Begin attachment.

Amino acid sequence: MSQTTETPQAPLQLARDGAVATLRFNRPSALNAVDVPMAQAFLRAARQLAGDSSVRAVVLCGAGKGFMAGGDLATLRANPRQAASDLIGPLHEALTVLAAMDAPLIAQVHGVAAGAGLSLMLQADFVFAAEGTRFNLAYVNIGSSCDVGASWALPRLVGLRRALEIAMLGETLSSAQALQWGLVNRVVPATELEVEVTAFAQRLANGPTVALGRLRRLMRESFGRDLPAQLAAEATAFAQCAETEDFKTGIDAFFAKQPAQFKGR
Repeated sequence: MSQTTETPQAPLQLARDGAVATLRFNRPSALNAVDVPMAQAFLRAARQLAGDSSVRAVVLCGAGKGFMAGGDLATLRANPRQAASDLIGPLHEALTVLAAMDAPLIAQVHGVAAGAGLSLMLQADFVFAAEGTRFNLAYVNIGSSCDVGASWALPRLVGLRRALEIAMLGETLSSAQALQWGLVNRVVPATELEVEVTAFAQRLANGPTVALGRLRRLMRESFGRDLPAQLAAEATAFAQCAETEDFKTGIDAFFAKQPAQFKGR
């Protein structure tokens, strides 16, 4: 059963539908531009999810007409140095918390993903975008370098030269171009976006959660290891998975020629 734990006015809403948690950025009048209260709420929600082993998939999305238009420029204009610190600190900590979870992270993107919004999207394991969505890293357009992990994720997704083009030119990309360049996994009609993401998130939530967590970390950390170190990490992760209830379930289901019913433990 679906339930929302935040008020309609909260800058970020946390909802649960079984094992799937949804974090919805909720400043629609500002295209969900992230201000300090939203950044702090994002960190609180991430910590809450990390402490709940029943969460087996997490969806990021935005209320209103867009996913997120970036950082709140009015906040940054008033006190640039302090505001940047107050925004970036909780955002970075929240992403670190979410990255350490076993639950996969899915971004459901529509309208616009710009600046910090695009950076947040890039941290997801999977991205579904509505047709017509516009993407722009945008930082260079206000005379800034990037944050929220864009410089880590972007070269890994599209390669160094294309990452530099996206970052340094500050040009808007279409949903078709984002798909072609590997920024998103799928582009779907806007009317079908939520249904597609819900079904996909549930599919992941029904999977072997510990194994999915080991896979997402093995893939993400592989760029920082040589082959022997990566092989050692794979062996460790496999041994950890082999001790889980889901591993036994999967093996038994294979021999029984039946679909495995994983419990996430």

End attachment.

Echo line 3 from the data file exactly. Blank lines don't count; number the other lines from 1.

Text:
């Protein structure tokens, strides 16, 4: 059963539908531009999810007409140095918390993903975008370098030269171009976006959660290891998975020629 734990006015809403948690950025009048209260709420929600082993998939999305238009420029204009610190600190900590979870992270993107919004999207394991969505890293357009992990994720997704083009030119990309360049996994009609993401998130939530967590970390950390170190990490992760209830379930289901019913433990 679906339930929302935040008020309609909260800058970020946390909802649960079984094992799937949804974090919805909720400043629609500002295209969900992230201000300090939203950044702090994002960190609180991430910590809450990390402490709940029943969460087996997490969806990021935005209320209103867009996913997120970036950082709140009015906040940054008033006190640039302090505001940047107050925004970036909780955002970075929240992403670190979410990255350490076993639950996969899915971004459901529509309208616009710009600046910090695009950076947040890039941290997801999977991205579904509505047709017509516009993407722009945008930082260079206000005379800034990037944050929220864009410089880590972007070269890994599209390669160094294309990452530099996206970052340094500050040009808007279409949903078709984002798909072609590997920024998103799928582009779907806007009317079908939520249904597609819900079904996909549930599919992941029904999977072997510990194994999915080991896979997402093995893939993400592989760029920082040589082959022997990566092989050692794979062996460790496999041994950890082999001790889980889901591993036994999967093996038994294979021999029984039946679909495995994983419990996430």